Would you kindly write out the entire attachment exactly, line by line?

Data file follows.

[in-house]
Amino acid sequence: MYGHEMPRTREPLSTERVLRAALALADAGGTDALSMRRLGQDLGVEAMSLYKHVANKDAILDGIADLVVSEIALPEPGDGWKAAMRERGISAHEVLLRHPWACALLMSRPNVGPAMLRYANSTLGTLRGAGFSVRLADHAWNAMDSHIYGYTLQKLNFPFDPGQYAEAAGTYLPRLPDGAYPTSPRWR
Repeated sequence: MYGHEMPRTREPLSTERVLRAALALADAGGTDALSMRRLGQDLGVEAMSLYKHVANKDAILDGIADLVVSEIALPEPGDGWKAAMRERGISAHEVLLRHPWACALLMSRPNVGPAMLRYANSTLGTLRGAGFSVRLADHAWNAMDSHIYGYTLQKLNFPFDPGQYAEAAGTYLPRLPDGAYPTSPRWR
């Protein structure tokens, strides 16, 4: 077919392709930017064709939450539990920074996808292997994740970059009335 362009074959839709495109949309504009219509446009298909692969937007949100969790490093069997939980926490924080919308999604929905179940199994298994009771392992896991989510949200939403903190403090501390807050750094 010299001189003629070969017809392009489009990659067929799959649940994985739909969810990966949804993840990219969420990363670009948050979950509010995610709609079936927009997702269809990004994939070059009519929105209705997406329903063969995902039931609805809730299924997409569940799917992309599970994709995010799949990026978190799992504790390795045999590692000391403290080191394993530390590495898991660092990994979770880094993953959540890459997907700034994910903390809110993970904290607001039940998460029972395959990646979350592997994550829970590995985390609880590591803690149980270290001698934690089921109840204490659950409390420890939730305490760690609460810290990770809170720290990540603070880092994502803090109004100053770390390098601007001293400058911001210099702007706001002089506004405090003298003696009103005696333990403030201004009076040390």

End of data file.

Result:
[in-house]
Amino acid sequence: MYGHEMPRTREPLSTERVLRAALALADAGGTDALSMRRLGQDLGVEAMSLYKHVANKDAILDGIADLVVSEIALPEPGDGWKAAMRERGISAHEVLLRHPWACALLMSRPNVGPAMLRYANSTLGTLRGAGFSVRLADHAWNAMDSHIYGYTLQKLNFPFDPGQYAEAAGTYLPRLPDGAYPTSPRWR
Repeated sequence: MYGHEMPRTREPLSTERVLRAALALADAGGTDALSMRRLGQDLGVEAMSLYKHVANKDAILDGIADLVVSEIALPEPGDGWKAAMRERGISAHEVLLRHPWACALLMSRPNVGPAMLRYANSTLGTLRGAGFSVRLADHAWNAMDSHIYGYTLQKLNFPFDPGQYAEAAGTYLPRLPDGAYPTSPRWR
């Protein structure tokens, strides 16, 4: 077919392709930017064709939450539990920074996808292997994740970059009335 362009074959839709495109949309504009219509446009298909692969937007949100969790490093069997939980926490924080919308999604929905179940199994298994009771392992896991989510949200939403903190403090501390807050750094 010299001189003629070969017809392009489009990659067929799959649940994985739909969810990966949804993840990219969420990363670009948050979950509010995610709609079936927009997702269809990004994939070059009519929105209705997406329903063969995902039931609805809730299924997409569940799917992309599970994709995010799949990026978190799992504790390795045999590692000391403290080191394993530390590495898991660092990994979770880094993953959540890459997907700034994910903390809110993970904290607001039940998460029972395959990646979350592997994550829970590995985390609880590591803690149980270290001698934690089921109840204490659950409390420890939730305490760690609460810290990770809170720290990540603070880092994502803090109004100053770390390098601007001293400058911001210099702007706001002089506004405090003298003696009103005696333990403030201004009076040390």